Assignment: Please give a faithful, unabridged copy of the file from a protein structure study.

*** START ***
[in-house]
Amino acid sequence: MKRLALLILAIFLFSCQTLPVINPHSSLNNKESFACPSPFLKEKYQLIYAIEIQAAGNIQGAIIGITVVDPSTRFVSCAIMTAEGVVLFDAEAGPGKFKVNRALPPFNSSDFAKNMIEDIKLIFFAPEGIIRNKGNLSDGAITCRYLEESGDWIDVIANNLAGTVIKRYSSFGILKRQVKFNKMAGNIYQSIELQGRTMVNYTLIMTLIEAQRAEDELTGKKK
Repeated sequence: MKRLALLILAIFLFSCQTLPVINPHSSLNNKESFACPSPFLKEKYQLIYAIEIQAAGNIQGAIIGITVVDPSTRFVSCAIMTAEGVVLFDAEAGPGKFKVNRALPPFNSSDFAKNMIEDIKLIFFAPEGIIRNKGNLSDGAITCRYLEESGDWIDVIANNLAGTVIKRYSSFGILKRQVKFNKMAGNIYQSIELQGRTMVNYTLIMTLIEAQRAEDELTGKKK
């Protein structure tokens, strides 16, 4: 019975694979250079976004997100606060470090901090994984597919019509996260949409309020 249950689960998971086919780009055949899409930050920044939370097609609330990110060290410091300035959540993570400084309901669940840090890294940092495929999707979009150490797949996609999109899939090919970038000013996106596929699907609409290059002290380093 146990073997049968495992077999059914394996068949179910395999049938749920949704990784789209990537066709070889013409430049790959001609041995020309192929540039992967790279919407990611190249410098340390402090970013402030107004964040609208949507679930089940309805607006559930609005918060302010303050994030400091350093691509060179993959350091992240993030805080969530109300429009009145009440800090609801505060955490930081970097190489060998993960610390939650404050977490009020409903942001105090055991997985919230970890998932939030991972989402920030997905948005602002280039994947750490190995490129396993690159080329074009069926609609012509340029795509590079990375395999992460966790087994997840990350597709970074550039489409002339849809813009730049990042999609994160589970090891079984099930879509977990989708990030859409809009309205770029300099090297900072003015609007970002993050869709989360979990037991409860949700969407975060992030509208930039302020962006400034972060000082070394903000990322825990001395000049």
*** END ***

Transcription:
[in-house]
Amino acid sequence: MKRLALLILAIFLFSCQTLPVINPHSSLNNKESFACPSPFLKEKYQLIYAIEIQAAGNIQGAIIGITVVDPSTRFVSCAIMTAEGVVLFDAEAGPGKFKVNRALPPFNSSDFAKNMIEDIKLIFFAPEGIIRNKGNLSDGAITCRYLEESGDWIDVIANNLAGTVIKRYSSFGILKRQVKFNKMAGNIYQSIELQGRTMVNYTLIMTLIEAQRAEDELTGKKK
Repeated sequence: MKRLALLILAIFLFSCQTLPVINPHSSLNNKESFACPSPFLKEKYQLIYAIEIQAAGNIQGAIIGITVVDPSTRFVSCAIMTAEGVVLFDAEAGPGKFKVNRALPPFNSSDFAKNMIEDIKLIFFAPEGIIRNKGNLSDGAITCRYLEESGDWIDVIANNLAGTVIKRYSSFGILKRQVKFNKMAGNIYQSIELQGRTMVNYTLIMTLIEAQRAEDELTGKKK
């Protein structure tokens, strides 16, 4: 019975694979250079976004997100606060470090901090994984597919019509996260949409309020 249950689960998971086919780009055949899409930050920044939370097609609330990110060290410091300035959540993570400084309901669940840090890294940092495929999707979009150490797949996609999109899939090919970038000013996106596929699907609409290059002290380093 146990073997049968495992077999059914394996068949179910395999049938749920949704990784789209990537066709070889013409430049790959001609041995020309192929540039992967790279919407990611190249410098340390402090970013402030107004964040609208949507679930089940309805607006559930609005918060302010303050994030400091350093691509060179993959350091992240993030805080969530109300429009009145009440800090609801505060955490930081970097190489060998993960610390939650404050977490009020409903942001105090055991997985919230970890998932939030991972989402920030997905948005602002280039994947750490190995490129396993690159080329074009069926609609012509340029795509590079990375395999992460966790087994997840990350597709970074550039489409002339849809813009730049990042999609994160589970090891079984099930879509977990989708990030859409809009309205770029300099090297900072003015609007970002993050869709989360979990037991409860949700969407975060992030509208930039302020962006400034972060000082070394903000990322825990001395000049």